How to Source New Agent Talent

As artificial intelligence and automation infuse the contact center, the role of the agent is changing. Contact centers are already seeing the following:

  • Agents losing their jobs. Modern self-service technologies are enabling customers to find answers to frequently asked questions and resolve simple issues on their own. This takes away the routine work of generalists and tier-1 agents, who are starting to see their ranks shrink.
  • Agents are morphing to direct automated operations. Modern self-service technologies demand rich content and chatbot dialog flows. Contact center leaders are repositioning generalists and tier-1 agents as authors of chatbot dialogs or as supervisors of chatbots who also address failures in self-service operations.
  • New superagents are emerging to become product or relationship experts. Contact centers are becoming high-touch centers that handle critical customer interactions and require deep subject matter expertise. Superagents  have specialized skills or deep interest in their companies' products or services.

What does this mean? Contact center leaders now require a much broader range of skills and types of agents. New labor pools that companies might tap include the following:

  • Digital natives who can handle many digital touchpoints. Companies are quickly adopting digital channels like SMS and messaging. They find agents who use these communication modes in their everyday lives are more comfortable supporting customers over these channels, oftenable to handle many interactions simultaneously.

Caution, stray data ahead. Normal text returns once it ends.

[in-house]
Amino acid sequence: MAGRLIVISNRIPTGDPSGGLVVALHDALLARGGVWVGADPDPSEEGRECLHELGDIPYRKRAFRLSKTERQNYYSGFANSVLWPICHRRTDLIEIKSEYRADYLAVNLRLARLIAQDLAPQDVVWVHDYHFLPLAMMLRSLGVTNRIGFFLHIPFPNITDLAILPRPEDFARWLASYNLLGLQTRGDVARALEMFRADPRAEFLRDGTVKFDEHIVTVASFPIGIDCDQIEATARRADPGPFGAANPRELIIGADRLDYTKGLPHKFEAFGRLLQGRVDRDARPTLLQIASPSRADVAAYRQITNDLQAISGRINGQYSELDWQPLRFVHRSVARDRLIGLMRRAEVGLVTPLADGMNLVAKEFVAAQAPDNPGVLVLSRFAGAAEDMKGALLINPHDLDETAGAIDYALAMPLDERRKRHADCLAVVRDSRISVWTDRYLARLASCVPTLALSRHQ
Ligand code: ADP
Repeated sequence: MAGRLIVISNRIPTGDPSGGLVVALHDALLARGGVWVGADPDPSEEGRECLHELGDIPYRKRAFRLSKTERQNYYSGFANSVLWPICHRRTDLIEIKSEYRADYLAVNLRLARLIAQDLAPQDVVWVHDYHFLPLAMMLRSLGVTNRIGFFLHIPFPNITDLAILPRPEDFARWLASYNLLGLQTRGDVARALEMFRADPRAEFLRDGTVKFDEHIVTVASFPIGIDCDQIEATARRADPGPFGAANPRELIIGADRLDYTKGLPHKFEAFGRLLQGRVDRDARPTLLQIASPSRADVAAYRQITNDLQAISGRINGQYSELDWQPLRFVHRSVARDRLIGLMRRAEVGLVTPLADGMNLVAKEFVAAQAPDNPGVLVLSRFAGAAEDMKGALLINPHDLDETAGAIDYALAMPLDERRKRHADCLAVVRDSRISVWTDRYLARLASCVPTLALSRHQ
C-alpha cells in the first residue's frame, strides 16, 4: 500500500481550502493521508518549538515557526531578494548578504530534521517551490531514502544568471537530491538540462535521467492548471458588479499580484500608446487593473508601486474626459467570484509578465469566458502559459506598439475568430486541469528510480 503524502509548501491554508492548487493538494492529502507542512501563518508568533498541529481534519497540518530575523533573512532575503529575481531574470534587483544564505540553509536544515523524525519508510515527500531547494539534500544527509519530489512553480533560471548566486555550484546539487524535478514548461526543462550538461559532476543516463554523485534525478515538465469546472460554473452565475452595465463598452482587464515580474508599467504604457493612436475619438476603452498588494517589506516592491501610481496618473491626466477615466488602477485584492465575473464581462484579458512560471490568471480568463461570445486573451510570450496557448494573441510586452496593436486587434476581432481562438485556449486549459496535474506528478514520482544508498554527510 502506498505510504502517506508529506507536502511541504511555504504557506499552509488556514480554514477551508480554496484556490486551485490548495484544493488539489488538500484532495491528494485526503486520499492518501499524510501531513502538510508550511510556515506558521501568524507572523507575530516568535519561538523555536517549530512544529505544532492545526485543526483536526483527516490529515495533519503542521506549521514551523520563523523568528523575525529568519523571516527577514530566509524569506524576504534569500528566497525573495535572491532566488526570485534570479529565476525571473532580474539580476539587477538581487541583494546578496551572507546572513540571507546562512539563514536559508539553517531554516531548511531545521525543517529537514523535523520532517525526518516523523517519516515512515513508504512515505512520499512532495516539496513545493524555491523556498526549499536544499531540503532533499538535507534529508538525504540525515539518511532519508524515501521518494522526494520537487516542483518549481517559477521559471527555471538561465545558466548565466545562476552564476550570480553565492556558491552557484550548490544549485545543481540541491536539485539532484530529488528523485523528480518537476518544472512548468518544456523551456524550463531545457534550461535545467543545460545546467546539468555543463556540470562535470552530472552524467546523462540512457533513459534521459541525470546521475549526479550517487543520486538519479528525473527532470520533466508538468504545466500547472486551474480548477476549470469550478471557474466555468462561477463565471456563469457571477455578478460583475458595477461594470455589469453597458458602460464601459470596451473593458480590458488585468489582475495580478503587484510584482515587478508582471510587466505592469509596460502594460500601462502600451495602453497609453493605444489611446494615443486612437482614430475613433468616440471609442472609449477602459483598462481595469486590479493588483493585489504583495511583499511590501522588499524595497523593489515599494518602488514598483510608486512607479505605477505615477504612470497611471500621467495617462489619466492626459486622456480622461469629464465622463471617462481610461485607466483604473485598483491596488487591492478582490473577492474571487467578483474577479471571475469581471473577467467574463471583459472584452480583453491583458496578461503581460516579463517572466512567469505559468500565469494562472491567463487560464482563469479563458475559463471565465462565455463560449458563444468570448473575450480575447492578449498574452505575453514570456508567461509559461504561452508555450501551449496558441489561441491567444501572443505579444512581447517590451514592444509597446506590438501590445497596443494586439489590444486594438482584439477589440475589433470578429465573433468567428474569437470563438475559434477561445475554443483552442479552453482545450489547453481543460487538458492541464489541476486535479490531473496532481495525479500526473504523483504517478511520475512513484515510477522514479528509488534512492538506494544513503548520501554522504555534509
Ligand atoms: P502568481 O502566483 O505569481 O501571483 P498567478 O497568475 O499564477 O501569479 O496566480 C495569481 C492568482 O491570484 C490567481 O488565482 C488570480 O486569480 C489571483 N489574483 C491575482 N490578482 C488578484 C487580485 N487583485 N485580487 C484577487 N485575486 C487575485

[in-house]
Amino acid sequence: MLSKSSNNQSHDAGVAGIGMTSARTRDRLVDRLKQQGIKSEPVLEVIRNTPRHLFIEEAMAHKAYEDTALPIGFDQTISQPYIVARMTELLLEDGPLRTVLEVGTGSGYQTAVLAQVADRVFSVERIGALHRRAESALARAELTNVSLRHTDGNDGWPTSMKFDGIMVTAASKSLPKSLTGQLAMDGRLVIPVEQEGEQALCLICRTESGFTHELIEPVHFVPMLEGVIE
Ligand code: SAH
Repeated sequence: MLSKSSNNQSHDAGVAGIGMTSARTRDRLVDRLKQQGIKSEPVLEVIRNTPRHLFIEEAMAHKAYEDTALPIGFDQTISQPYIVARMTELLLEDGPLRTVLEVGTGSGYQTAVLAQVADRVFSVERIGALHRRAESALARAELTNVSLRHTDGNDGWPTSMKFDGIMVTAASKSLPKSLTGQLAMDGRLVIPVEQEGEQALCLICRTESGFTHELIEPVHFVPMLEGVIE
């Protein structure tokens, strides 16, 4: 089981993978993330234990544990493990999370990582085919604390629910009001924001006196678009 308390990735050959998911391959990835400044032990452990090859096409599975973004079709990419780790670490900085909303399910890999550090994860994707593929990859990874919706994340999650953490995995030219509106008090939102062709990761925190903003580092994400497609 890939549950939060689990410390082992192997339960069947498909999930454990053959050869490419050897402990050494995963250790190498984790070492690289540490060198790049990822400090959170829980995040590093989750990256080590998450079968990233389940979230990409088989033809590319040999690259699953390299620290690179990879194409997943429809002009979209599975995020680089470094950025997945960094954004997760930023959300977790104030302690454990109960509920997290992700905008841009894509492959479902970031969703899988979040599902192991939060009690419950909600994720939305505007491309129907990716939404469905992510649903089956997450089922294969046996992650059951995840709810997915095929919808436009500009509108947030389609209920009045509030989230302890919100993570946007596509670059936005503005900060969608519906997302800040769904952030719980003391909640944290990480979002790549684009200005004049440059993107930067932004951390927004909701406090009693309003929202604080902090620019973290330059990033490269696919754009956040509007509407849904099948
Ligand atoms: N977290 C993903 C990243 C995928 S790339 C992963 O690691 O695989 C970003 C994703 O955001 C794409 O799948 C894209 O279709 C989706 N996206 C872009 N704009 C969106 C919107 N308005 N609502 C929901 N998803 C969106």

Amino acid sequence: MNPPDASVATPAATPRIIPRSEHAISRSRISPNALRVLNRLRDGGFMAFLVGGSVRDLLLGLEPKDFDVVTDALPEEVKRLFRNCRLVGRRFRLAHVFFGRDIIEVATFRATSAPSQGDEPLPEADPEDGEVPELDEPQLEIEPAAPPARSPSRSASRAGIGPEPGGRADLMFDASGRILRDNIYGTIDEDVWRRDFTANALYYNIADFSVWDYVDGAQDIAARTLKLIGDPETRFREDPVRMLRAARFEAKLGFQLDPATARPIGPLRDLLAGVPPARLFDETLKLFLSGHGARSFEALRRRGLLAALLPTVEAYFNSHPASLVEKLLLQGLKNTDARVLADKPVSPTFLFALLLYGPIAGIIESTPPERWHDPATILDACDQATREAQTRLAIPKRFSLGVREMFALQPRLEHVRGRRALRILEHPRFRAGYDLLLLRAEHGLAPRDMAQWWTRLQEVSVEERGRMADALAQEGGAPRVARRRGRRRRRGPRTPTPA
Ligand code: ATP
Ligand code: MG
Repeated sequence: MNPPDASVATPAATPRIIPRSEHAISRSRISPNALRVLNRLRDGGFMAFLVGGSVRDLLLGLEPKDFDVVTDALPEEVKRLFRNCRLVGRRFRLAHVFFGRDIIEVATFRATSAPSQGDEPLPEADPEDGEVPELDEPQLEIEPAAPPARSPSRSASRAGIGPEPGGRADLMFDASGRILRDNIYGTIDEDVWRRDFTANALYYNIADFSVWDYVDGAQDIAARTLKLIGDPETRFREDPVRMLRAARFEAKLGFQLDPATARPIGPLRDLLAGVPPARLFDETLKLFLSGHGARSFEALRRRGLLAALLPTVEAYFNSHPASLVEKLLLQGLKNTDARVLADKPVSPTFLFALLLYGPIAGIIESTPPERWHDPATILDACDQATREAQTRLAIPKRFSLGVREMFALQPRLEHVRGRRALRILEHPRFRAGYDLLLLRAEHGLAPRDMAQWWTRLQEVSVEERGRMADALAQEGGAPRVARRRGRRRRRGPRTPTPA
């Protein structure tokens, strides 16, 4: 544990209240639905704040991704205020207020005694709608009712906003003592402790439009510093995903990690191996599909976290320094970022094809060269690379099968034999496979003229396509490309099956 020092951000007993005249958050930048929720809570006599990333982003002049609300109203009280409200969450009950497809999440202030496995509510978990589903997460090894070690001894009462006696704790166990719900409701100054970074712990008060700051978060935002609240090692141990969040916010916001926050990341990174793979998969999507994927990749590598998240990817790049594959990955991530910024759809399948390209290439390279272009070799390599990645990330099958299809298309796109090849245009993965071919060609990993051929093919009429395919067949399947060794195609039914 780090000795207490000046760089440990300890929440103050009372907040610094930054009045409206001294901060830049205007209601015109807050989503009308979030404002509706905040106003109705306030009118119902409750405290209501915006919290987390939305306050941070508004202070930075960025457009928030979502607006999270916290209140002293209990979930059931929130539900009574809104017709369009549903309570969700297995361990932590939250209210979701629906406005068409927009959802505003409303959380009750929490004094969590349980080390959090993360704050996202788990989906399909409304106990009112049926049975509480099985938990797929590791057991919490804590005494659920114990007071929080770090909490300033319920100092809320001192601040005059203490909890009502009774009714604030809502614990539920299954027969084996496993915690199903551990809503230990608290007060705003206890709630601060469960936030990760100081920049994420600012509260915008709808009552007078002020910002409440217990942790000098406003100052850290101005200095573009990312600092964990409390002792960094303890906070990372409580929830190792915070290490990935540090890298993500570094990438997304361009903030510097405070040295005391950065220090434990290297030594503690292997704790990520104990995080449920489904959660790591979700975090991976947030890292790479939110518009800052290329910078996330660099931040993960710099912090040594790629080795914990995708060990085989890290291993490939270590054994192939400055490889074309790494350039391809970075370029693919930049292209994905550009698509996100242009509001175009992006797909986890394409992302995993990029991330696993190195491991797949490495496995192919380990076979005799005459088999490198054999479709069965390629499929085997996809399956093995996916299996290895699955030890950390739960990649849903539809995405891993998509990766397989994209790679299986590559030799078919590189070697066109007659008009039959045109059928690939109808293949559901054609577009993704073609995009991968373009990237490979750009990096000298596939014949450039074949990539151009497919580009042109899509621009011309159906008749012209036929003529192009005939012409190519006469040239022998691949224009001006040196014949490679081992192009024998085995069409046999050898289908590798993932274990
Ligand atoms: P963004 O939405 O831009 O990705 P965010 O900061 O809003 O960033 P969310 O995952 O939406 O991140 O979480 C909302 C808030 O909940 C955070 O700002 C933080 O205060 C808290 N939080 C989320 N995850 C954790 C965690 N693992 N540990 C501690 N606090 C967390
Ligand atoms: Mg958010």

• Lifestyle workers who greatly value flexible working conditions. Educated professionals, military wives, and mothers are just a handful of people who want rewarding work on their own terms. Work-at-home models resonate with these people, and companies are finding that work-at-home agents have longer tenures.
  • Brand advocates who exude legitimacy. Pier 1 Imports, for example, used to provide customer support from a traditional contact center using agents it hired for good customer service skills. Today, however, the company looks to hire home decorating enthusiasts. It found that it can teach brand advocates basic customer service skills, but not the enthusiasm for home decorating.
  • High-EQ agents who provide empathy and great conversations. Customers are using agent-assisted channels as escalation points for issues they can't resolve via self-service. Many times, customers are frustrated by the time they reach an agent; some are even angry or anxious. Agents must now quickly solve these harder questions and manage conversations in a tone that emotionally resonates with customers. This takes empathy skills and relationship building skills that are not found in all agents.

Contact centers are seeing success with these new agent personas. More will emerge as AI and automation continues its forward march into customer service operations.

Kate Leggett is a vice president and principal analyst at Forrester Research.